For those on temporary assignment, hardship adjustment is not retroactive to their first day in the region.
Federal employees temporarily sent to West Africa to support the U.S. government’s response to the Ebola outbreak do not receive any special pay until after they’ve served 42 days, according to the State Department.
State’s Office of Allowances, which sets pay adjustments and per diems for all federal employees in foreign posts, not just those employed by State, told Government Executive the hundreds of civilian workers temporarily assigned to Liberia, Sierra Leone, Nigeria and Guinea would only start earning a hardship differential on their 43rd day. Only federal civilians in Iraq and Afghanistan earn the bonus pay retroactive to their first day in the location.
According to federal statute, a hardship differential is established “when, and only when, the place involves extraordinarily difficult living conditions, excessive physical hardship, or notably unhealthful conditions affecting the majority of employees officially stationed or detailed at that place.” Living costs are not considered in making the determination.
A civilian employee stationed in Monrovia, the capital of Liberia, where the U.S. military has set up its base of operations for Operation United Assistance, would begin earning an additional 35 percent of their base pay beginning on their 43rd day in the area. The hardship bonuses in Liberia, Guinea and Sierra Leone were bumped up to 35 percent from 30 percent in September. The increases are temporary, however, and are set to expire in March 2015.
In Nigeria, where State and Centers for Disease Control and Prevention employees are also stationed to fight Ebola’s spread, the rate is just 25 percent. The 35 percent differential approved for the three countries where the outbreak is most widespread -- Liberia, Guinea and Sierra Leone -- is the highest bump State can issue under current federal law.
An employee can earn only eight hours of hardship pay per day, or 40 hours per week, even if he or she works 20 hours in a given day, the Allowance Office said.
Federal employees who are transferred to a permanent post in those areas are entitled to an additional cost-of-living allowance, which is calculated as a percentage of spendable income. That pay bump is 25 percent in Liberia, Guinea and Sierra Leone. Permanent employees also can earn an education allowance if their dependent children travel with them.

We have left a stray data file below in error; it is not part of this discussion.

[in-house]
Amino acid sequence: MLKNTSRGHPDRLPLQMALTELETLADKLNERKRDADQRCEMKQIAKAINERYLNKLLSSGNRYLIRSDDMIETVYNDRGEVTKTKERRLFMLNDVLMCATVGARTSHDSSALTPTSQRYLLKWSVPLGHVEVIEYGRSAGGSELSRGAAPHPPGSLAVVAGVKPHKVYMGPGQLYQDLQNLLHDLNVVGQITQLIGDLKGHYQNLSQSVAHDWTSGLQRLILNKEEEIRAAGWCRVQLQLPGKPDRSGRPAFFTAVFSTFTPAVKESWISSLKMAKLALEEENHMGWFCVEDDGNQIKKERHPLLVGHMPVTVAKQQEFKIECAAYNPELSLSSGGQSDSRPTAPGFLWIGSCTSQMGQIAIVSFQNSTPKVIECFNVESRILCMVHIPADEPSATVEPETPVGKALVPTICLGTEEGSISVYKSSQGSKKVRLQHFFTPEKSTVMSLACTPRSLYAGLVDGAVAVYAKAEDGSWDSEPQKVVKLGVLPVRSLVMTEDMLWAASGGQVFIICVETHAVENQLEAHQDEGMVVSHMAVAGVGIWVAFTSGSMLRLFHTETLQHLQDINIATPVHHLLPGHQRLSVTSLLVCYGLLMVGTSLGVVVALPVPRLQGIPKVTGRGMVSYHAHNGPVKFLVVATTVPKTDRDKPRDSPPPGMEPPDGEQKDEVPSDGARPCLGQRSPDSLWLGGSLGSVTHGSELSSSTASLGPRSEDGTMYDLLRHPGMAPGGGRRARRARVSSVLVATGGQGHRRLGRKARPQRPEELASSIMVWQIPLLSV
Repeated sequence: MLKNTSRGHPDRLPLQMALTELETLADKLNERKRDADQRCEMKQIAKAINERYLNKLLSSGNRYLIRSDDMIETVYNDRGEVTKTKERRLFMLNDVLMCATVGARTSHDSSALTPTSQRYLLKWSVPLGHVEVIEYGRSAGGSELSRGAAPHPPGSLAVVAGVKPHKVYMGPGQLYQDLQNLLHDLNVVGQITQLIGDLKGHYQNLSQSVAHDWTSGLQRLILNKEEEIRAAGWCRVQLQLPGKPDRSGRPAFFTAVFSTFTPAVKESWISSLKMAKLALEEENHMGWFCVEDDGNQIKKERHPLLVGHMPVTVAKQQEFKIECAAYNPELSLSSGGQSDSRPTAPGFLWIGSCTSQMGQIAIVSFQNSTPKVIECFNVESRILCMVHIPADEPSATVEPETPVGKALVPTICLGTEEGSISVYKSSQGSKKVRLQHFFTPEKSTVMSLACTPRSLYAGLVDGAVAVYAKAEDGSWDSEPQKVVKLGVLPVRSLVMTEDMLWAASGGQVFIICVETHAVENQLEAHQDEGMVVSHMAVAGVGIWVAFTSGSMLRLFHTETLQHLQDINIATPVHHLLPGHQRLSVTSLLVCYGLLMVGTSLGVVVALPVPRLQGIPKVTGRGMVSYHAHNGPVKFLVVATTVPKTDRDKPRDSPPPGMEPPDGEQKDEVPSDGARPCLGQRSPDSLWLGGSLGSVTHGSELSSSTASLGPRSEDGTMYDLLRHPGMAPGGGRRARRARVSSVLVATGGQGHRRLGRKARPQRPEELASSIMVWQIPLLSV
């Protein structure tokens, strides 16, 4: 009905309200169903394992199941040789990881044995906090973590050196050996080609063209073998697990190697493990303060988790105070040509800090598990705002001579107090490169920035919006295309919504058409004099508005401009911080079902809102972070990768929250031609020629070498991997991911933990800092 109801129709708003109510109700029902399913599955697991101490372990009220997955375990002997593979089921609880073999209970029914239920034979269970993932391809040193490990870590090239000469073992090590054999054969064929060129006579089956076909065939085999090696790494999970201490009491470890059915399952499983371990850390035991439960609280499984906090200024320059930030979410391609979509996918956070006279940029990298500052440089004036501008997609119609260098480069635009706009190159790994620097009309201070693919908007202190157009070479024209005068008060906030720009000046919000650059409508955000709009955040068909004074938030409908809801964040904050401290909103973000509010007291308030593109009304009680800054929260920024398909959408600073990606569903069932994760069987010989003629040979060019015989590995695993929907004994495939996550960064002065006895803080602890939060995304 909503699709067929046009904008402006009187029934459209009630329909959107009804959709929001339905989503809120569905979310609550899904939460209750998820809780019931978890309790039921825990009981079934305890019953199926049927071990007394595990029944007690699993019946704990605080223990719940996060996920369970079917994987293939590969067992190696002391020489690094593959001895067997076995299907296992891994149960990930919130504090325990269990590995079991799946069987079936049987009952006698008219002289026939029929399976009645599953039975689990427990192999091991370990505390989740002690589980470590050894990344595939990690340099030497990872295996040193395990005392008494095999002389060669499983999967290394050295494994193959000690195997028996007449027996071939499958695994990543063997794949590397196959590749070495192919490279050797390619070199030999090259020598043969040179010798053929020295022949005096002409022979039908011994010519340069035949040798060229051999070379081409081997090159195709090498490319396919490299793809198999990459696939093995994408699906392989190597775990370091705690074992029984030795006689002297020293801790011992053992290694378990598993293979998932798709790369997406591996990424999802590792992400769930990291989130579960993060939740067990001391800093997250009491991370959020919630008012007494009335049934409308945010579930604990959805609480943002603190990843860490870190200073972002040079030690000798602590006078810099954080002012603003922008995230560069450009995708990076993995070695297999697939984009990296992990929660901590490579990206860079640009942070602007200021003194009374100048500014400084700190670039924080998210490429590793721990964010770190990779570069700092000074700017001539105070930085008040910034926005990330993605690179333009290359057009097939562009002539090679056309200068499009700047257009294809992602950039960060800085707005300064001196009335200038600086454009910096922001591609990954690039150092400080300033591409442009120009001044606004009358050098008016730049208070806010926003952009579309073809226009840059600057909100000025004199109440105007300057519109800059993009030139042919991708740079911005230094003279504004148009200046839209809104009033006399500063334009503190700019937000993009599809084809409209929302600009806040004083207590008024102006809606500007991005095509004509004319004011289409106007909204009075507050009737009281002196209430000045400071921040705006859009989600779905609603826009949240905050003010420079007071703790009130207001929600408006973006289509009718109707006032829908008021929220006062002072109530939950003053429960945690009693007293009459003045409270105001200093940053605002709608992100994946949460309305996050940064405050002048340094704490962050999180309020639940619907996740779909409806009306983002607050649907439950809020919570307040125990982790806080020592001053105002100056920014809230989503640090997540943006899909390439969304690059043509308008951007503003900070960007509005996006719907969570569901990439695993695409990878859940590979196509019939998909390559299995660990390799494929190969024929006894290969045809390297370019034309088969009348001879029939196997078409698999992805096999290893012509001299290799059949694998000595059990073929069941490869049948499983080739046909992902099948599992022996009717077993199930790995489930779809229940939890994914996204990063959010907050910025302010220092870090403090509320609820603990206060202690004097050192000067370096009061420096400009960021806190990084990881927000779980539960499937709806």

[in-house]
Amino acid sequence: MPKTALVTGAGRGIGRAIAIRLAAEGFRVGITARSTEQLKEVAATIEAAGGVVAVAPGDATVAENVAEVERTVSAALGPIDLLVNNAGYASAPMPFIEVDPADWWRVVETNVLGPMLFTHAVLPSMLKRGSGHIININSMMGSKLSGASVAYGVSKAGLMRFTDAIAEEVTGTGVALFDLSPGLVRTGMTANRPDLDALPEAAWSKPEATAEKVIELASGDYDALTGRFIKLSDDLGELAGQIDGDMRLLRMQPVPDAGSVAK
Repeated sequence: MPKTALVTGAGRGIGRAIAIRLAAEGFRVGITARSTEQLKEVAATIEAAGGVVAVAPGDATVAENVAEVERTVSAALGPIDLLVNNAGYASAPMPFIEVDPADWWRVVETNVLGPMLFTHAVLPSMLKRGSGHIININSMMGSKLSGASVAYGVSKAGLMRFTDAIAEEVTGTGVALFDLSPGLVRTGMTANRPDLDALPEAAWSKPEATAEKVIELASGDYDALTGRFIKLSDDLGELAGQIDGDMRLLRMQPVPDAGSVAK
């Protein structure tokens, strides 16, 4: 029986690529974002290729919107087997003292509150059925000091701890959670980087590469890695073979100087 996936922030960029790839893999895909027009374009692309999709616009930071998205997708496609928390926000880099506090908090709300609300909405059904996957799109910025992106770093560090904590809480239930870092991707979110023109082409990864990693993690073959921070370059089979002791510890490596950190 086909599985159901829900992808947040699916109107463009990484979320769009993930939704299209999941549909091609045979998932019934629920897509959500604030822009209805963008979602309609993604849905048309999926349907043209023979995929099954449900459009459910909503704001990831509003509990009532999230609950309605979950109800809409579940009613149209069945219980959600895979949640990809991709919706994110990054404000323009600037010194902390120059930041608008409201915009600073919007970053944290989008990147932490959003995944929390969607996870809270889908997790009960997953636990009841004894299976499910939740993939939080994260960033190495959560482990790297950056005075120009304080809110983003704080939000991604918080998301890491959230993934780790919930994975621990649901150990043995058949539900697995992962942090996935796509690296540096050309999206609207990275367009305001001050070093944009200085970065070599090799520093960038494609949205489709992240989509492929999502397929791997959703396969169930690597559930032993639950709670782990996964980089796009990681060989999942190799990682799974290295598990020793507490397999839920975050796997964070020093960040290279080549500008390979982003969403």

Civilian feds sent to West Africa earn a per diem as well: up to $285 in Monrovia, $327 in Guinea and $195 in Freetown, Sierra Leone. Employees must submit itemized receipts to receive reimbursements, according to the Allowance Office.
The Secretary of State also could approve danger pay in a given region, but such designations are generally used for areas with “civil insurrection, civil war, terrorism or wartime conditions which threaten physical harm or imminent danger to the health or well-being of an employee.” When danger pay is implemented, hardship pay can be reduced.
The Office of Personnel Management told Government Executive each agency can authorize hazard or environmental pay for their employees. The former is generally awarded to employees enduring physical hardship, such as construction on a tall building, while the latter is defined as employees who are “exposed to a working condition, physical hardship, or hazard of an unusually severe nature.”
Military personnel, meanwhile, can earn up to $400 in bonus pay while deployed in West Africa for Operation United Assistance. The Pentagon provides service members with $150 in hardship duty pay per month and an additional $250 per month in separation allowance for those with dependents.
Both pay adjustments are retroactive to the day of arrival after serving for 30 days, according to Pentagon spokesman Lt. Cmdr. Nate Christensen. There are currently 617 military personnel in West Africa supporting the government’s Ebola response. The Pentagon has pledged at total of 3,900 service members to bolster the operation.